Every car forum has threads devoted to broken infotainment systems. As vehicles pile up with the technology controlled by infotainment systems, it’s inevitable that every automaker will have their time in the spotlight – or the courts – to tackle the myriad traps hidden in mammoth amounts of code found in the average modern car. Now it’s Mazda’s turn, but only for select Mazdas from the 2014 to 2017 model years, and only those in the Seattle area that National Public Radio station can pick up KUOW.
A Seattle Times piece explains that something in the HD radio signal that KUOW transmits is almost bricking the infotainment systems in these vehicles. The common thread is that after the incendiary incident, the radio only plays KUOW. And since the screen only plays the Mazda wake-up animation repeatedly, owners will no longer be able to access their navigation, Bluetooth, rear view camera and vehicle information.
No one believes it is an NPR conspiracy. Yet. The Seattle Times spoke with a few owners, a few dealers, Mazda and Xperi, a company that makes the software that runs HD radio. Mazda pinpointed the culprit when the station sent image files without an extension, say for an album cover, which Mazda’s media software tries and fails to process, with tragic results. Mazda did not say why this problem only occurs in the affected model years, nor why this particular software cannot work around a file extension error that has existed as long as there are files.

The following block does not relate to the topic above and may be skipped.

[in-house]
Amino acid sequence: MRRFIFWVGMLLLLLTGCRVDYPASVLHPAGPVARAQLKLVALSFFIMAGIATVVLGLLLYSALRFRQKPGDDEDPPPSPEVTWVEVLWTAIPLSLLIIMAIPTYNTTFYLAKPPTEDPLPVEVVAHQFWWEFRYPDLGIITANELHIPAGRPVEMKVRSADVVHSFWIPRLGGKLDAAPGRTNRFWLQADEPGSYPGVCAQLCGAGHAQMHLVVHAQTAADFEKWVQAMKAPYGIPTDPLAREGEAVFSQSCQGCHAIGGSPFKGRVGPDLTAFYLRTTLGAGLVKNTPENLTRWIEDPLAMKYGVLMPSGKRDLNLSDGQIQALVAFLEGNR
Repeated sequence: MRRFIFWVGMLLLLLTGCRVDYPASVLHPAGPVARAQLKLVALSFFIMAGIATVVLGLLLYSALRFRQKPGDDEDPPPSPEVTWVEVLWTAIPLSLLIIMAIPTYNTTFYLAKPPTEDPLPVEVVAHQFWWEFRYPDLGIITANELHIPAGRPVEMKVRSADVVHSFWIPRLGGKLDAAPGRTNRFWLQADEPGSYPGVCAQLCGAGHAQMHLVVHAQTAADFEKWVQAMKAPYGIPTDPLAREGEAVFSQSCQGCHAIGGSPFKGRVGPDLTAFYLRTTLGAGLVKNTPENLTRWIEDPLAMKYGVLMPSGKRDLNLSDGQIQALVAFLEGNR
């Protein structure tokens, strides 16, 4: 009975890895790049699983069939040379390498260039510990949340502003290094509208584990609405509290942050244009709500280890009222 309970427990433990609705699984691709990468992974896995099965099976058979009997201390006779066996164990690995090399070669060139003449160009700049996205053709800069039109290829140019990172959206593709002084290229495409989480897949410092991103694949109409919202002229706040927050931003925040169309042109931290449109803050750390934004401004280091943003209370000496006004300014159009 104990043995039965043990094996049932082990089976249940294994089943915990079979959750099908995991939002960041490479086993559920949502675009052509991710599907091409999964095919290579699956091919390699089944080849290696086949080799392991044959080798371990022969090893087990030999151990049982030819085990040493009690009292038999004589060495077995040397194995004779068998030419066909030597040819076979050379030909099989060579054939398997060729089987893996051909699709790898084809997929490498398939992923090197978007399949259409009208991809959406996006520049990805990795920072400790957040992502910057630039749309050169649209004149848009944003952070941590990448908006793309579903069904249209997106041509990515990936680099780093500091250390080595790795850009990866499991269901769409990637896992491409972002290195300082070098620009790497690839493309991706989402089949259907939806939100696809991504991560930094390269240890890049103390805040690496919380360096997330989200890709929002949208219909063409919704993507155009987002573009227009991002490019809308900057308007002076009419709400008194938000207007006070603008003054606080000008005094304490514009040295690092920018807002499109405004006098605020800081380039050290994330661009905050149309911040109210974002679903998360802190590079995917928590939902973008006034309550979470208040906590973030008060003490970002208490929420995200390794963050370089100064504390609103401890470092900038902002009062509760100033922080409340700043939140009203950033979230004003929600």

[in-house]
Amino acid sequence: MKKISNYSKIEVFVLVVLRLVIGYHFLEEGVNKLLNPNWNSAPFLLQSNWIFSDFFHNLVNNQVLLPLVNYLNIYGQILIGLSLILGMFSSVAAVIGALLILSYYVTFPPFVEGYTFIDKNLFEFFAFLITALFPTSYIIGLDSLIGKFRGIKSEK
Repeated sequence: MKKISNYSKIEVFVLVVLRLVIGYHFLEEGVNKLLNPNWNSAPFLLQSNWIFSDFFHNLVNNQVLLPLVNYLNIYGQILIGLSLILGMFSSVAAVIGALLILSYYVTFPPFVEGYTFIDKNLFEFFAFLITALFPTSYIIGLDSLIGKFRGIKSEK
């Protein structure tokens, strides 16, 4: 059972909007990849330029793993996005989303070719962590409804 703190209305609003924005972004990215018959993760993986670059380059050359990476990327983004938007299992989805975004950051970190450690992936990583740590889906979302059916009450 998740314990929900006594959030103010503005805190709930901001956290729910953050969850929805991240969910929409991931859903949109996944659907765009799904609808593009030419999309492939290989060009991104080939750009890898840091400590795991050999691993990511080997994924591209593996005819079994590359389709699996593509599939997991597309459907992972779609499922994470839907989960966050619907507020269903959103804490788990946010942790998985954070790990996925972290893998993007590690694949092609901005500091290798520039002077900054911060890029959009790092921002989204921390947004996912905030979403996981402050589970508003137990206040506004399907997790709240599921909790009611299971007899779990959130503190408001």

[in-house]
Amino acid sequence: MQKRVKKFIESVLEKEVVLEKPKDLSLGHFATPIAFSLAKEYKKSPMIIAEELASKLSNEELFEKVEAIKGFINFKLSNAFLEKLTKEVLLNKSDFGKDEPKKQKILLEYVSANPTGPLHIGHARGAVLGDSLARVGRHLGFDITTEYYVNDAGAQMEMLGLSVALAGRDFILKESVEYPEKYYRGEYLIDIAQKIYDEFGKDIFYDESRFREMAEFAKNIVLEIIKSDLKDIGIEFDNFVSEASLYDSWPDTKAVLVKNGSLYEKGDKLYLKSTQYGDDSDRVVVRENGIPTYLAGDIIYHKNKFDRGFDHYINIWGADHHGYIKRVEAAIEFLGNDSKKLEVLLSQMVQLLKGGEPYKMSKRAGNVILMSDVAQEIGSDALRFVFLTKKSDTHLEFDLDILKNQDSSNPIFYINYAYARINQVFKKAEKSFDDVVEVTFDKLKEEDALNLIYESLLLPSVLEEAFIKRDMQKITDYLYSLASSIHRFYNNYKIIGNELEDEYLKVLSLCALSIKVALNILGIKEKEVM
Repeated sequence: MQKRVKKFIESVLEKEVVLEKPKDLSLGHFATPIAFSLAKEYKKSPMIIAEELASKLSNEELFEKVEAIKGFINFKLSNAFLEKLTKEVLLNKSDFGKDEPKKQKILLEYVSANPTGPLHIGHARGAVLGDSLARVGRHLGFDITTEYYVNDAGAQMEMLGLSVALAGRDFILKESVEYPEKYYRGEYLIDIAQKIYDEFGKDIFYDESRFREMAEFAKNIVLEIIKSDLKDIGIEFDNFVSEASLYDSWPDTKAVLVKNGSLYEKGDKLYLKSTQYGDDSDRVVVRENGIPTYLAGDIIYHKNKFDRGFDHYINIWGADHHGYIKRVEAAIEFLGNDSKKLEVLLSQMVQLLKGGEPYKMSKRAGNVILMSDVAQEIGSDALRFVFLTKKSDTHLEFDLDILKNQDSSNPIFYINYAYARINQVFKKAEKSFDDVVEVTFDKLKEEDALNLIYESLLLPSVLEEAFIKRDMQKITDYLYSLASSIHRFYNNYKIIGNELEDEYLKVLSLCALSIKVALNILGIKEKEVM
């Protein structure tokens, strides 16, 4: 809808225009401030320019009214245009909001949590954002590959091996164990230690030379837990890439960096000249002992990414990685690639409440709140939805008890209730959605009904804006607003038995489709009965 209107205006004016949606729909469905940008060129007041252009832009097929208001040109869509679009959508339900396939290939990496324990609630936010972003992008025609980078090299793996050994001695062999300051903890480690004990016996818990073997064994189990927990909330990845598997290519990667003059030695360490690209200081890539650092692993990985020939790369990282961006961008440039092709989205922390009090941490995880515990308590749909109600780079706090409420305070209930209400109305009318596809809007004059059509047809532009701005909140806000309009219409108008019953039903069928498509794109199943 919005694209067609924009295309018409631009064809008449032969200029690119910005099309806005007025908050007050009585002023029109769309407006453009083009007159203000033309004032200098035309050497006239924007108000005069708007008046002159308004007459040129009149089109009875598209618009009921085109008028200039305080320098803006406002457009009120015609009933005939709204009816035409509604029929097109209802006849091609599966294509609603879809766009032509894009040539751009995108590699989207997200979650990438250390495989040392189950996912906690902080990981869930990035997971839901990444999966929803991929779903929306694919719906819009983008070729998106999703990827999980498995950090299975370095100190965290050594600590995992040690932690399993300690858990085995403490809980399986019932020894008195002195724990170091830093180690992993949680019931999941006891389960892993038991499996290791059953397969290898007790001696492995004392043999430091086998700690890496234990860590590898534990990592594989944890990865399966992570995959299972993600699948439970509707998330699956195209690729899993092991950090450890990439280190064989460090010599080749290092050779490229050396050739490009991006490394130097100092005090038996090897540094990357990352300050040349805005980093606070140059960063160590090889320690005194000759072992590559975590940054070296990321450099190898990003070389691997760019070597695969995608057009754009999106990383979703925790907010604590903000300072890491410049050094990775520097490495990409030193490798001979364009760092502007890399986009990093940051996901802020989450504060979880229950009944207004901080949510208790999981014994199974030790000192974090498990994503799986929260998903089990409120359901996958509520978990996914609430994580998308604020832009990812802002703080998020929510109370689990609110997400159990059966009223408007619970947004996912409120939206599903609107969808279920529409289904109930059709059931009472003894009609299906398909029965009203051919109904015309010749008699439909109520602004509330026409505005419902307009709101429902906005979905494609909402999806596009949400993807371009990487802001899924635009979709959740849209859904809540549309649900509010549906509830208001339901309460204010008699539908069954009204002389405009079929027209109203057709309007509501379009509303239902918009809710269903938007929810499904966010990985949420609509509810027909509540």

It’s such a story that you could shake your head and a tragic laugh for the unlucky, and then look at your car outside and wonder, “How long will it take you to do this to me?” The little snafus seem more likely every day since we weren’t kidding about the amount of software in today’s cars. Way back in 2009, the Institute of Electrical and Electronics Engineers wrote, “It takes dozens of microprocessors executing 100 million lines of code to get a premium car off the driveway, and this software is only going to get more complex.” That’s about four times the amount of code needed to operate the Lockheed Martin F-35 Joint Strike Fighter, nearly 70% more than all the code running on Facebook. This was before the all-out race for driver comfort features, vehicles becoming digital hubs, and the industry’s quest to catch up with consumer electronics software cycles. Imagine how many rules have been put together in 13 years and how many will follow (level 3 autonomy, anyone?).
But before you do that, check out the Seattle Times story. And kudos to Mazda for stepping up care for the affected vehicles as everyone tries to figure out what’s going on.